President Rodrigo Duterte said he sees the Marawi crisis ending in 10 to 15 days — around the date when he will deliver his second State of the Nation Address (SONA).
Duterte will address both houses of the Congress to report on the status of the country on July 24.
Speaking to businessmen during the 10th listing anniversary of the Phoenix Petroleum on July 11, the President said he wants to visit the war-torn city before the crisis ends.
“Gusto kong pumunta doon, ‘yung hindi naman ako maipasubo ng sundalo na really, basta ilayo lang ako nang kaunti, basta I want to be there while there is still fighting so that I can observe,” he said. “Palagay ko, 10 to 15 days, okay na.”
[Translation: I want to go there, but I don’t want to compromise the military’s work. I just want to be there while there is still fighting so that I can observe. In my view, it will be okay in 10 to 15 days]
Duterte, as well as the military, has since stopped imposing deadlines on ending the crisis after it failed to meet several dates. First on June 2, then a week after. It also eyed to end the crisis on June 12, in time for Independence Day.
Armed Forces of the Philippines Spokesperson Brig. Gen. Restituto Padilla said in a July 10 Palace briefing that although offensive operations are “positively ongoing,” he could not say when exactly the conflict would end.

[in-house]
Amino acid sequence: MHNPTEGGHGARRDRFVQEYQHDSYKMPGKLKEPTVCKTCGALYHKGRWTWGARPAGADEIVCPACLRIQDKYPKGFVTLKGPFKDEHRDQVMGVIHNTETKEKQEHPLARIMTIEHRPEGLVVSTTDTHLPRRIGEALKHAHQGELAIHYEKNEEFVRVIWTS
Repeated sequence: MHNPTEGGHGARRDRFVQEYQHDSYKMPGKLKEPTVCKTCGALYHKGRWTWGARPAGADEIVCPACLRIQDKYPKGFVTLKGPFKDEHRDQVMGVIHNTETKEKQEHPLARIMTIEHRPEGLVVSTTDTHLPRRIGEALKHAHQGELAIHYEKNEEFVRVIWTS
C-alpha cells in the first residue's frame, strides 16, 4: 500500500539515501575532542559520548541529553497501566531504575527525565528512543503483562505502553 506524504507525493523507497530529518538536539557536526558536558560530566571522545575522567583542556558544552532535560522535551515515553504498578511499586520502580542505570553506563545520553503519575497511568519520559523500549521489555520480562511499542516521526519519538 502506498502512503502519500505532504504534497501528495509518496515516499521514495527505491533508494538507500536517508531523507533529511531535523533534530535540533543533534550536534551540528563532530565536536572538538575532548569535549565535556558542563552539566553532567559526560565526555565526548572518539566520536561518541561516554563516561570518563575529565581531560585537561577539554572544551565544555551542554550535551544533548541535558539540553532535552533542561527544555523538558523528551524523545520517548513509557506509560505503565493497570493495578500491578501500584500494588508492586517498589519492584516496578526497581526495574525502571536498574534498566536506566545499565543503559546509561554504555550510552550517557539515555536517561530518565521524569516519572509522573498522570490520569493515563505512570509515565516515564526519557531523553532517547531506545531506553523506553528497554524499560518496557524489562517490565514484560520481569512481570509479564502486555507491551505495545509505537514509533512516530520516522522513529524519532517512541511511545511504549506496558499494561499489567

“The ground commanders have been provided the guidance to finish this as soon as they can, but it does not set a specific date,” he said.
Padilla said there are still around 80 to 100 terrorists inside Marawi.
“They are not groups anymore,” he said. “They are just individuals or small groups, but still the threat that they pose is clear and present.”
Padilla added that even though the fighting is still ongoing, the government is starting the early recovery stage, which will set up tent-style temporary resettlement areas.
“So initially, itong temporary resettlement area na medyo malayo naman po sa labanan ay safe naman po upang simulan at nagkaroon na po ng groundbreaking diyan kamakailan, informally,” he said.
[Translation: So initially, this temporary resettlement area, which is fairly far from the battle zone, is a safe place to start and, informally, there was a groundbreaking there recently.]
Communications Assistant Secretary Marie Banaag said at the same Palace briefing that 39 civilians, 379 terrorists and 89 government troops have been killed in the conflict as of July 9.
Previous planned visits
The President has yet to set foot in Marawi, seven weeks after government forces clashed with members of ISIS-linked Maute Group on May 23.
His first three attempts to visit the city did not push through, most of the time due to bad weather.
“The other day I attempted again, but Marawi is always a rainy place,” Duterte said. “I was circling Marawi, I could not land, I could not go down nearer baka matyambahan kami ng Barrett na caliber 50 (they might get a chance to hit us with a caliber 50 Barrett).”
He was supposed to go to Marawi on July 7 after visiting troops in Iligan, but said they were not able to push through as the skies did not clear up.
Inclement weather also prevented the President in his first attempt to visit Marawi during the early weeks of the clash, which started on May 23.
Duterte also planned to commemorate his first year in office in Marawi, but ended up in his hometown, Davao City last June 30.